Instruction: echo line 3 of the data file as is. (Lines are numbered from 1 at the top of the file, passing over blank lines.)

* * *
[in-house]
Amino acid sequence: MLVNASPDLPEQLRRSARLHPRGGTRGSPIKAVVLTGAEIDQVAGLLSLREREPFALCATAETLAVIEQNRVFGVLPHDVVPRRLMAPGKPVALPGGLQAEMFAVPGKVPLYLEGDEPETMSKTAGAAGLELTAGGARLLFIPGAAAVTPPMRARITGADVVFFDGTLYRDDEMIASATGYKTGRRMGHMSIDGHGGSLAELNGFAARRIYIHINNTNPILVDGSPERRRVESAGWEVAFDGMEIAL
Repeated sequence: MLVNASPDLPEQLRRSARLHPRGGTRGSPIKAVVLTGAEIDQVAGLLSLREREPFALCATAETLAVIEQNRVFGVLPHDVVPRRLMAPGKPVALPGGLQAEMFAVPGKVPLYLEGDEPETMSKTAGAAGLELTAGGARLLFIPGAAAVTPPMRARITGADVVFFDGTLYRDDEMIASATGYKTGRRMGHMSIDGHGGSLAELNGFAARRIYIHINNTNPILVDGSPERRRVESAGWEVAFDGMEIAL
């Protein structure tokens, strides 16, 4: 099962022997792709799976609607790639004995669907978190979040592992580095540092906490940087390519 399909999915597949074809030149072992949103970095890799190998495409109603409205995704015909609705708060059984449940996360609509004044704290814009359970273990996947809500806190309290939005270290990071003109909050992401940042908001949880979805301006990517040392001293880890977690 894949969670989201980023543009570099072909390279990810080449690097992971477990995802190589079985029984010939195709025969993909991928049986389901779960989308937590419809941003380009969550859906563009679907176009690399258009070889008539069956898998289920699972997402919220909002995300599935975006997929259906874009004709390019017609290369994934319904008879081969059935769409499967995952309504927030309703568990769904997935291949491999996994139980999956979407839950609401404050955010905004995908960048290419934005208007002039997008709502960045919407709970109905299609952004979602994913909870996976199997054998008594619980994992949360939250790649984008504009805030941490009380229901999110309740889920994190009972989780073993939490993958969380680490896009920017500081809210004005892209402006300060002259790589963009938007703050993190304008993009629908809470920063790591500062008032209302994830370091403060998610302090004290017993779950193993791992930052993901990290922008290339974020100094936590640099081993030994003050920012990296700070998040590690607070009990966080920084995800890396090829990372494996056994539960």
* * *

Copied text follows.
Repeated sequence: MLVNASPDLPEQLRRSARLHPRGGTRGSPIKAVVLTGAEIDQVAGLLSLREREPFALCATAETLAVIEQNRVFGVLPHDVVPRRLMAPGKPVALPGGLQAEMFAVPGKVPLYLEGDEPETMSKTAGAAGLELTAGGARLLFIPGAAAVTPPMRARITGADVVFFDGTLYRDDEMIASATGYKTGRRMGHMSIDGHGGSLAELNGFAARRIYIHINNTNPILVDGSPERRRVESAGWEVAFDGMEIAL